Mon, Mar 05, 2018 - Page 5 News List

Zambian farmers to get help battling worsening drought from climate fund

Thomson Reuters Foundation, LILONGWE, Zambia

Zambian farmers facing more extreme weather are set to get better early warning and weather information to help them cope, as part of a new grant from the Green Climate Fund.

In a funding round announced last week, the international climate fund approved US$32 million toward a broader effort by the UN Development Programme (UNDP), the UN’s Food and Agriculture Organization and the World Food Programme to help shore up food security and keep farmers from slipping into poverty.

The UN agencies had already raised US$125 million toward the effort, which aims to help fight poverty among about 940,000 farmers hit by extreme weather in Zambia, said Janet Rogan, a UNDP representative in the nation.

The effort aims to help farmers plan for climate risks, make their farming more resilient and diversified and give them better access to markets, Green Climate Fund spokesman Simon Pollock said in an e-mail interview.

“In addition, this intervention is specifically designed to create economic opportunities for women,” Pollock said.

The project targets 16 particularly climate-vulnerable provinces in the nation, where droughts and flooding have been a problem.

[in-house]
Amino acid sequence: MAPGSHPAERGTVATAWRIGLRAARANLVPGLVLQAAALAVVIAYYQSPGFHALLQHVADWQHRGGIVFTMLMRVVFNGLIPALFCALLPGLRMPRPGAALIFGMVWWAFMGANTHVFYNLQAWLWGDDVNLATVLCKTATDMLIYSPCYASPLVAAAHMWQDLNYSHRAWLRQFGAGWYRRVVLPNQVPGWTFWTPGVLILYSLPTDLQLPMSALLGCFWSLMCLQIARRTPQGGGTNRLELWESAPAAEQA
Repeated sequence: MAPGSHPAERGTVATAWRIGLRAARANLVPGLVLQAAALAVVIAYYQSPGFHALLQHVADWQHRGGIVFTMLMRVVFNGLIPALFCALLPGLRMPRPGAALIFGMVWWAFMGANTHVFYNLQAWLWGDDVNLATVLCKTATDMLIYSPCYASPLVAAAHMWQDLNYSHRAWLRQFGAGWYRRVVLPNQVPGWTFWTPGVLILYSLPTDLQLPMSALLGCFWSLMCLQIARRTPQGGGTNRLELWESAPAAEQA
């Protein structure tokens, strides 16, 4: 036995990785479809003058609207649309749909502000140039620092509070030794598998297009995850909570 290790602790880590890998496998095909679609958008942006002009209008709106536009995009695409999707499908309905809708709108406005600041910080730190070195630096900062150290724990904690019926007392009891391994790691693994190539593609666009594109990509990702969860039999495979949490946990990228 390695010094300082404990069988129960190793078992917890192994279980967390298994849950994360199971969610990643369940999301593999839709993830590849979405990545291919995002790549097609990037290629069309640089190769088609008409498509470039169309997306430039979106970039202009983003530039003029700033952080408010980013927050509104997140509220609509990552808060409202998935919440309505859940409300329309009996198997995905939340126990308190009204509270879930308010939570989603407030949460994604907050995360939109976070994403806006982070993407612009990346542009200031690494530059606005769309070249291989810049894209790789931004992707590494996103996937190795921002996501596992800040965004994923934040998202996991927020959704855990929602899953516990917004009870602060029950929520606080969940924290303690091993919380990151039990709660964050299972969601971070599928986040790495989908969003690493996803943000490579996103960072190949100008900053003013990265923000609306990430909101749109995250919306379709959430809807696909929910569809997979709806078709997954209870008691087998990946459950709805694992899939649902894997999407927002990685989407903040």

Zambia, like many of its southern African neighbors, is struggling with strengthening climate impacts in the face of widespread poverty.

According to the UNDP’s 2016 Human Development Report, about 60 percent of the nation’s people live below the poverty line, more than 40 percent of those in extreme poverty.

The report says 70 percent of Zambians rely on agriculture for a living, and agriculture, forestry and fishing contribute 24 percent of the country’s GDP.

The effort would, for instance, provide Zambian farmers with insurance that issues automatic payouts when certain rainfall or temperature thresholds are passed, and crops are presumed dead or damaged, UNDP energy and environmental analyst Eric Chipeta said.

“The initiative will go a long way toward strengthening the capacity of farmers to plan for climate risks [and] provide the opportunity for weather index insurance even in times of poor rains,” he said.

Zambia has seen increasingly unpredictable weather, including drought this year that hit at the time when maize — the country’s staple crop — began putting out tassels, Chipeta said.

Drought at that point can cut harvests significantly, experts say.

In many areas of Zambia, “there is a high rate of poverty, meaning efforts to end hunger and poverty are at risk if we don’t take immediate action to adapt agricultural practices to changing climate conditions,” Zambian Ministry of National Development Planning Permanent Secretary Chola Chabala said in a statement.

The increasing frequency and intensity of extreme weather already has severely affected Zambian farmers, he added.

The Green Climate Fund-backed initiative is to be rolled out with support from national agencies such as the Zambian Ministry of Agriculture, Chipeta said.

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